RHAB hears cases involving alleged violations in and around campus living units that do not rise to the level of a suspension or dismissal. Members MUST live on campus in University owned housing during their tenure on the board. RHAB typically meets either on Monday (or Wednesday) EVENINGS when classes are in session.



USAB hears cases involving alleged violations in and around campus living units that do not rise to the level of a suspension or dismissal, and cannot be heard by another board or involve graduate students. AUSB typically meets on Thursdays EVENINGS when classes are in session.



SFSB hears cases involving serious allegations that warrant consideration of suspension or dismissal (e.g., issues involving safety and security, sale of drugs, harassment, assault, and weapons).  It is preferable for student members to have served on another board prior to serving on SFSB. SFSB typically meets on Tuesday EVENINGS when classes are in session.



This hearing board reviews the disciplinary files of decisions made by other hearing boards and administrators when an appeal is filed. USAB seldom meets with the students and/or staff involved in the cases. USAB has the authority to reverse, modify, and uphold prior decisions.  It is preferable for student members to have served on another board prior to serving on USAB. USAB typically meets on Friday afternoons (or other times) as needed.


Associated Students of Michigan State University (ASMSU)

ASMSU is the all-university undergraduate student government at Michigan State University that represents students within the academic governance system, on campus, in the city of East Lansing , in the State of Michigan and nationally. ASMSU provides many services to students, such as free legal services, funding for student programs and events, the Red Cedar Log Yearbook, and copy and faxing services. All activities and programs are funded through a student tax collected each semester.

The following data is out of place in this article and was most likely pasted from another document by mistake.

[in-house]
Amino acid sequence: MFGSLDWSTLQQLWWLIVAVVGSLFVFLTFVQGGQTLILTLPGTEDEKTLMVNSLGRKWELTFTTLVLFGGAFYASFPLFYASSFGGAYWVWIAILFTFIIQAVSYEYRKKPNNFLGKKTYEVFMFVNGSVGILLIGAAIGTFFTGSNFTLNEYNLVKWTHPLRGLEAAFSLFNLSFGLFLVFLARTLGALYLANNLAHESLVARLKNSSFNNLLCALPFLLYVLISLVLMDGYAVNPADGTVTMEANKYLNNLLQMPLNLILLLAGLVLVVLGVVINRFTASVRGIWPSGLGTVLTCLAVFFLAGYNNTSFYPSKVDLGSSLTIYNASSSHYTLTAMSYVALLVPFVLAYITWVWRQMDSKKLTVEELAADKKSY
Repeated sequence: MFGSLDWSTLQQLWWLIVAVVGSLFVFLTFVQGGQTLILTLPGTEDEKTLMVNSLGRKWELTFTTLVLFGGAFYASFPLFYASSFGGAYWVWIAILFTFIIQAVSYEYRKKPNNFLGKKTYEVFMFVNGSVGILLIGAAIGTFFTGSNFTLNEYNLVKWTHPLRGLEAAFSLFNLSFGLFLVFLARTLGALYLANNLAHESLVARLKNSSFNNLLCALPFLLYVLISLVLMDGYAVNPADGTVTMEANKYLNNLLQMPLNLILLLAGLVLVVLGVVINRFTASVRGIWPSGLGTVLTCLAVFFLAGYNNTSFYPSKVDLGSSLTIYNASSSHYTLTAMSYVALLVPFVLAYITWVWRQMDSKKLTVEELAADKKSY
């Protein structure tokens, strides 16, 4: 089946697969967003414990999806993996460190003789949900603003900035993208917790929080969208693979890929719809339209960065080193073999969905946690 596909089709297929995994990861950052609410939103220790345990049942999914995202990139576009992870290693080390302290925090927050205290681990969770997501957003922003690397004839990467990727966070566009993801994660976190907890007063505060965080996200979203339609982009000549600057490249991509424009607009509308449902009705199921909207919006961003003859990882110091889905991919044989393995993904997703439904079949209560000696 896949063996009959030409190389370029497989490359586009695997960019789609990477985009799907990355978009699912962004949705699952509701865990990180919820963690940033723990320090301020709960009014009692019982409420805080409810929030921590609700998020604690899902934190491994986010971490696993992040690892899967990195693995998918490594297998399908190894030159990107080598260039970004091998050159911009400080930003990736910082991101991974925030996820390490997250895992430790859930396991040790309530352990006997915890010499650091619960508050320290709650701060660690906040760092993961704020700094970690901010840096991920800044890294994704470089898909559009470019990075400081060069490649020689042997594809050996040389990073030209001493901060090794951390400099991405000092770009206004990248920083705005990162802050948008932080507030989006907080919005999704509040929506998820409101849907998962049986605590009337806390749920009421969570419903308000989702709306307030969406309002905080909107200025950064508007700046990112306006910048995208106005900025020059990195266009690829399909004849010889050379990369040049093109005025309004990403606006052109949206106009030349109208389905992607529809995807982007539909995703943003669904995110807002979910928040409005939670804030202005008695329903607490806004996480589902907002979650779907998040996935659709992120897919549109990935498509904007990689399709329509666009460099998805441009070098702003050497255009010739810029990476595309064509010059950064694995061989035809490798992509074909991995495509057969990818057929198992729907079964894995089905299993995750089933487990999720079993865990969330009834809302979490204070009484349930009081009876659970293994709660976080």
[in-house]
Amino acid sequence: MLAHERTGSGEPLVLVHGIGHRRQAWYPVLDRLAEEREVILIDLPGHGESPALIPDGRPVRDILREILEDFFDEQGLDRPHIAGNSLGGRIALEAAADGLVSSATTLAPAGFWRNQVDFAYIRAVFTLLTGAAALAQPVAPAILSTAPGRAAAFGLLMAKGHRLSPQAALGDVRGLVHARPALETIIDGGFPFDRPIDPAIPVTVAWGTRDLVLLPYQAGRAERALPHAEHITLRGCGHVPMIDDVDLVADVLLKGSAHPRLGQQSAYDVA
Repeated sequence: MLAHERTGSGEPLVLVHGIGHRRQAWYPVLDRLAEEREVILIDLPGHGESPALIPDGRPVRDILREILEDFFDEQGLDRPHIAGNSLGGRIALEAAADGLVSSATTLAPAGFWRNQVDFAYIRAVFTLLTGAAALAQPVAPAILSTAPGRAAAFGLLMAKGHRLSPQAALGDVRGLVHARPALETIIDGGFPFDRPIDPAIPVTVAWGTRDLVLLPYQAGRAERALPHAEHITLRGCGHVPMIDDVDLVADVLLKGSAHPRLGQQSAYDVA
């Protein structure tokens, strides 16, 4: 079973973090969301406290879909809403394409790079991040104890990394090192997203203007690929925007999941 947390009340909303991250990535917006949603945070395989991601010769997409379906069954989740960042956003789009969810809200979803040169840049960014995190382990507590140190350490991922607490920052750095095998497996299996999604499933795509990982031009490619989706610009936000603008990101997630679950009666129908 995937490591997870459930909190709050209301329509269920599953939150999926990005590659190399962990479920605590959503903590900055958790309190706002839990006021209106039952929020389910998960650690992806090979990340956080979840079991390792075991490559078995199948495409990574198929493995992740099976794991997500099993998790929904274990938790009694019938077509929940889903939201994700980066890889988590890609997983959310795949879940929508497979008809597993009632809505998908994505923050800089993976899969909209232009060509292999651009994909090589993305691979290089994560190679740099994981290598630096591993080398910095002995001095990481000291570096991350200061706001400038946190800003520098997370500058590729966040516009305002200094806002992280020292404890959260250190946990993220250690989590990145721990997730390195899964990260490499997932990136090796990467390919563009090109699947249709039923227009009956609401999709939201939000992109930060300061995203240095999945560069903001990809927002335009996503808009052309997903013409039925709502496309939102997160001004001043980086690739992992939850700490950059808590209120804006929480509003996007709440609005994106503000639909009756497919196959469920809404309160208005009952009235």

The General Assembly is the main decision making body of ASMSU. The General Assembly consists of representatives elected from each undergraduate college, as well as representatives from various other Major Governing Groups, the Council of Progressive Students groups, and the Council of Racial and Ethnic Students groups.

To get involved at any time of the year or for more information about ASMSU, visit ASMSU’s website at:

Council of Graduate Students (COGS)

As MSU’s graduate student major governing group, COGS has an enormous responsibility serving the MSU graduate community in many different aspects. COGS also has the great task of appointing graduate students to nearly 100 university committees, ranging from the MSU Student Foodbank to the graduate liaison to the Board of Trustees, just to name a few. For more information go to

MSU Residence Halls Association (RHA)

The MSU Residence Halls Association (RHA) represents the more than 15,000 students who live in on-campus housing. RHA is dedicated to improving the on-campus living experience, protecting the rights of residents, and providing a voice for the concerns of residents. RHA assists hall organizations with publicity, legislation, and funding, and by providing valuable services and opportunities through our programs such as Campus Center Cinemas, RHA TV, RHA Movie Offices, and Condom Connection. RHA is one of the largest residence halls associations in the country. For more information, visit

Department of Student Life
556 E. Circle Drive, Room 101 | Student Services Building East Lansing, MI 48824
Phone: 517-355-8286 | Fax: 517-353-5495